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An American in Paris (a review of the Marc Jacobs Spring/Summer 09 show)
by eden;09092008;0242
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______ It’s impressionism. American impressionism. An American in Paris- Marc Jacobs.
Even though “Rhapsody in Blue” played during the show–quintessentially American–it’s not the actual music to “Rhapsody in Blue” that matters here. It’s the fact that with “Rhapsody in Blue” Gershwin tried to fuse “Classical” music with Jazz. Here, Marc Jacobs is trying to fuse America with Paris.
There are people out there who’ll say “nah man, this ain’t got any Paris in it at all”. It’s not so much the colours and patterns and fabrics- it’s the cut. The silhouette.

In “The Big Picture” of things, this whole show with its mirrors lining the runway (immediately brings to mind warm-lit images of Chanel’s mirrored staircase), with its models walking out in some kind of coherent form–it’s more a Tone Poem than a Symphony. Where Karl Lagerfeld is fashion’s Bach–yes, I did just compare Karl to Bach–Marc Jacobs is more fashion’s Debussy on a bender. No, Debussy stark raving drunk whilst taking LSD and more experimental chemicals. Debussy with plenty of funding from patrons- LVMH. Debussy the rock star living in hotel rooms.

…In the Big Picture of things, this collection is damn good simply because it’s a nuclear bomb to the petty collections that have been churned out at NY fashion week so far. It’s the streaker. The damn hot streaker. And among a crowd of bare-boned, anaemic collections, it’s gorgeous. It cannot be anything else than gorgeous because it’s so delicately obnoxious; it ain’t boring. It’s essentially Edie Sedgwick–except it isn’t dead yet and there are some pieces here that’ll lurk in the wardrobes of those that dare to buy pieces from this collection (how many people with money and good taste?) for a long time. Maybe they won’t wear the piece for the longest time, but they won’t be able to throw it out. It’ll cling to them because, on some level, they believe that it’s going to be an important piece. Really, it just has that look.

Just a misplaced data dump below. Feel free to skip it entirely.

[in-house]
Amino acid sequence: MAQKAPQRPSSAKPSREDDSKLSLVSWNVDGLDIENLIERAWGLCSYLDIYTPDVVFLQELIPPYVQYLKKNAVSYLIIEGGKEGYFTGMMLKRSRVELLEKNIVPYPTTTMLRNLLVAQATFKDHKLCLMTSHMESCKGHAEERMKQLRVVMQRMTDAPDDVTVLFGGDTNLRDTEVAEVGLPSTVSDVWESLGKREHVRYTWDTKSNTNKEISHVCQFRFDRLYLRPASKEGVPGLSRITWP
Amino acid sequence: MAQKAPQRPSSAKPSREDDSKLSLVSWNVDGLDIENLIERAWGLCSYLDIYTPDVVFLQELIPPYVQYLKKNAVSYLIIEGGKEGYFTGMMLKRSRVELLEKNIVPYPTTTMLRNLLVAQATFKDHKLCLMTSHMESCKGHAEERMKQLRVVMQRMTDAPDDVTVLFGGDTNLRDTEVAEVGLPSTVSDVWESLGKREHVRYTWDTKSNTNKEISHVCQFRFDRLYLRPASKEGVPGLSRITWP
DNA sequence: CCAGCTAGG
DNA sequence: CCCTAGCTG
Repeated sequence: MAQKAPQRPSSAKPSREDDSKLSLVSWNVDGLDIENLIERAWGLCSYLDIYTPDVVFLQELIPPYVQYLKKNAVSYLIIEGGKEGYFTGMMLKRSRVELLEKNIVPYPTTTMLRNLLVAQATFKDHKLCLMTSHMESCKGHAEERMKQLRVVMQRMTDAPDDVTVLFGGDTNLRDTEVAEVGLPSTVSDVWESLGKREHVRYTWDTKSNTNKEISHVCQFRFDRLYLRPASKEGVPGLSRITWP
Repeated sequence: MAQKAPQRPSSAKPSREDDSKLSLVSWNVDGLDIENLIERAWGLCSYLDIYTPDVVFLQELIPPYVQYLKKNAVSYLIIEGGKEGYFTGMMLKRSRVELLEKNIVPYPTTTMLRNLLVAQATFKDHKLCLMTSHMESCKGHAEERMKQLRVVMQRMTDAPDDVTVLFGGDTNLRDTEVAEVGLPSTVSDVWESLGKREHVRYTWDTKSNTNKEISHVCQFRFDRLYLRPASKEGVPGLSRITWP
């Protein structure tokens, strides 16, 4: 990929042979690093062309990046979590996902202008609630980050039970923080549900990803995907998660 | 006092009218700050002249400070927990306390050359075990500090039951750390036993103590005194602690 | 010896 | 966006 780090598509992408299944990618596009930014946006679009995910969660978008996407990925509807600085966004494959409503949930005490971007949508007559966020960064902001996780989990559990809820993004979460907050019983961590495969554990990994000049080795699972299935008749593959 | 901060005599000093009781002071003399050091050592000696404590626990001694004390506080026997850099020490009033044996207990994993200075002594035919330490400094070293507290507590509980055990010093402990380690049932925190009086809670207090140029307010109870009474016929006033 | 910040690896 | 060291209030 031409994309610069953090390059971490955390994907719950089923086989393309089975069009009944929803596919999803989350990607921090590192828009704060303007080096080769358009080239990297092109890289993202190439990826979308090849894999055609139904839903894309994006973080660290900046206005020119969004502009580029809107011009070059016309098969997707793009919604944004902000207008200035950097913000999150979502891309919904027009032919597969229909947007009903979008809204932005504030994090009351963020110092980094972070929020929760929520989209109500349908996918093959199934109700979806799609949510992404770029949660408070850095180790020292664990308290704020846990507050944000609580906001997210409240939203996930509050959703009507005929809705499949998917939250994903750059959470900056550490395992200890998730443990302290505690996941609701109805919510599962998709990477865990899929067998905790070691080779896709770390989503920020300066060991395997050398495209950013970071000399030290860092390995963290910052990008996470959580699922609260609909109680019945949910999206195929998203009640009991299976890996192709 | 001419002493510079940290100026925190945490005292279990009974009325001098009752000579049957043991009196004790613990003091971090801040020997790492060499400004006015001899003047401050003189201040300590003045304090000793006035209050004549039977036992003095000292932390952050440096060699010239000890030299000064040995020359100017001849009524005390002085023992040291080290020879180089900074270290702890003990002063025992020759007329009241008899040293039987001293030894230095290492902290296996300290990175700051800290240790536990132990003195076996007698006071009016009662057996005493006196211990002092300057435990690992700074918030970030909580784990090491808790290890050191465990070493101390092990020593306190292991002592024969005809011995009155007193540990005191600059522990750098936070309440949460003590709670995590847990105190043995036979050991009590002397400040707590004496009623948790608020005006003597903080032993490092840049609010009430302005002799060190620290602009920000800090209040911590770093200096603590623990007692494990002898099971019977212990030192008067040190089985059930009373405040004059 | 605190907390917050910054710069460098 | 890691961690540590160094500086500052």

Parts of it feel like Broadway Porn. Here’s the obvious nod to Yves Saint Laurent–the hats, straight off Broadway. Americana as interpreted by a Parisian (Yves Saint Laurent) and then quoted by a American living in Paris. It’s all American though–he clashes the hats with shoes, pumps, stripper heels out of a seedy bar. The exaggerated bondage through the crisscrossing on the legs of the models.
–The models you don’t really notice. Last season I said they were models out to murder someone. I suppose they’ve done the deed now, and they’re sort of being meek and unnoticeable. Maybe they were once showmen–maybe they were once superstars themselves. But you’d never know it.

Is the time of the model over? When I see the set–the mirrors, the warm lighting, the wooden floorboards–I feel like I’m viewing a collection in one of the saloons: a small showing by Chanel; Yves Saint Laurent; Monsieur Dior. I feel like it’s really the clothes that matter. It’s this attempt to create intimacy in a frenzied, party-like atmosphere. A brilliant juxtaposition. An attempt to reinvent what modern fashion is, in essence.

It’s a step along the way. It’s possibly the first 21st-century fashion show. Or a throwback to a Couture saloon showing. It’s both. It’s mostly Debussy on a bender whilst listening to “Highway 61 Revisited”, smoking a cigarette, and holding Yves Saint Laurent and Coco Chanel in high regard.
Not the collection of an outsider–it’s the collection of an American designer. An American in Paris.

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